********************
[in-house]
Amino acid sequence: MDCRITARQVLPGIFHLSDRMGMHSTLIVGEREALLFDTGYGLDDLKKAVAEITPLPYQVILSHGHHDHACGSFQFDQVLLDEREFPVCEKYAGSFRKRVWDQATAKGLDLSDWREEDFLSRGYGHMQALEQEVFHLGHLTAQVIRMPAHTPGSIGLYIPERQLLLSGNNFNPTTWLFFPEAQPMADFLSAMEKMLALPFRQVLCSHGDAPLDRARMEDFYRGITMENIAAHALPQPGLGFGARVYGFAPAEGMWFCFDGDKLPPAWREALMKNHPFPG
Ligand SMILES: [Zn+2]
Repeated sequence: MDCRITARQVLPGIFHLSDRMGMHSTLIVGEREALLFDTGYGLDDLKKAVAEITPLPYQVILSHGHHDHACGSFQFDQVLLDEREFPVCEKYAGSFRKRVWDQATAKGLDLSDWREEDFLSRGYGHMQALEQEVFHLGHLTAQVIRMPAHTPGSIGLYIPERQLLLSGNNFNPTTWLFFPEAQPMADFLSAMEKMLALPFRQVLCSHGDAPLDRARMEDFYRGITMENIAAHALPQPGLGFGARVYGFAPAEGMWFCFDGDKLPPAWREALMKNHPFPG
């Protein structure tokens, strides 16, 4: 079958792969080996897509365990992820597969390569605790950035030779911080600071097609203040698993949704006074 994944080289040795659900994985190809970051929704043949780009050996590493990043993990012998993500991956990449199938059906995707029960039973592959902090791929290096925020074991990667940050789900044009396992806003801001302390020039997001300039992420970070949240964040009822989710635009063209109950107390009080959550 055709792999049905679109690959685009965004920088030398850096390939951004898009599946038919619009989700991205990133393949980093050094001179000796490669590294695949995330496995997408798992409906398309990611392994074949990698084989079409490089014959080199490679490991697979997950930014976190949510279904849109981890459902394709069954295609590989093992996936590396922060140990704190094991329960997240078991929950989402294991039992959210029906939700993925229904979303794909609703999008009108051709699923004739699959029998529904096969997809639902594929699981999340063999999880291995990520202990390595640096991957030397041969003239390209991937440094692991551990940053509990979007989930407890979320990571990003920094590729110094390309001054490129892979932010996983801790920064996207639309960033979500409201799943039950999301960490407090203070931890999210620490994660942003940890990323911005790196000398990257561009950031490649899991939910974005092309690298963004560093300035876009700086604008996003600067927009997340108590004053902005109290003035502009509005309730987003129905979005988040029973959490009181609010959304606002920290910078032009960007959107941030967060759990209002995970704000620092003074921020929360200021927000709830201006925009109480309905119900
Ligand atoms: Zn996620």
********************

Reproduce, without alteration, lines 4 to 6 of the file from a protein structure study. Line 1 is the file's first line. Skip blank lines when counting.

Repeated sequence: MDCRITARQVLPGIFHLSDRMGMHSTLIVGEREALLFDTGYGLDDLKKAVAEITPLPYQVILSHGHHDHACGSFQFDQVLLDEREFPVCEKYAGSFRKRVWDQATAKGLDLSDWREEDFLSRGYGHMQALEQEVFHLGHLTAQVIRMPAHTPGSIGLYIPERQLLLSGNNFNPTTWLFFPEAQPMADFLSAMEKMLALPFRQVLCSHGDAPLDRARMEDFYRGITMENIAAHALPQPGLGFGARVYGFAPAEGMWFCFDGDKLPPAWREALMKNHPFPG
């Protein structure tokens, strides 16, 4: 079958792969080996897509365990992820597969390569605790950035030779911080600071097609203040698993949704006074 994944080289040795659900994985190809970051929704043949780009050996590493990043993990012998993500991956990449199938059906995707029960039973592959902090791929290096925020074991990667940050789900044009396992806003801001302390020039997001300039992420970070949240964040009822989710635009063209109950107390009080959550 055709792999049905679109690959685009965004920088030398850096390939951004898009599946038919619009989700991205990133393949980093050094001179000796490669590294695949995330496995997408798992409906398309990611392994074949990698084989079409490089014959080199490679490991697979997950930014976190949510279904849109981890459902394709069954295609590989093992996936590396922060140990704190094991329960997240078991929950989402294991039992959210029906939700993925229904979303794909609703999008009108051709699923004739699959029998529904096969997809639902594929699981999340063999999880291995990520202990390595640096991957030397041969003239390209991937440094692991551990940053509990979007989930407890979320990571990003920094590729110094390309001054490129892979932010996983801790920064996207639309960033979500409201799943039950999301960490407090203070931890999210620490994660942003940890990323911005790196000398990257561009950031490649899991939910974005092309690298963004560093300035876009700086604008996003600067927009997340108590004053902005109290003035502009509005309730987003129905979005988040029973959490009181609010959304606002920290910078032009960007959107941030967060759990209002995970704000620092003074921020929360200021927000709830201006925009109480309905119900
Ligand atoms: Zn996620």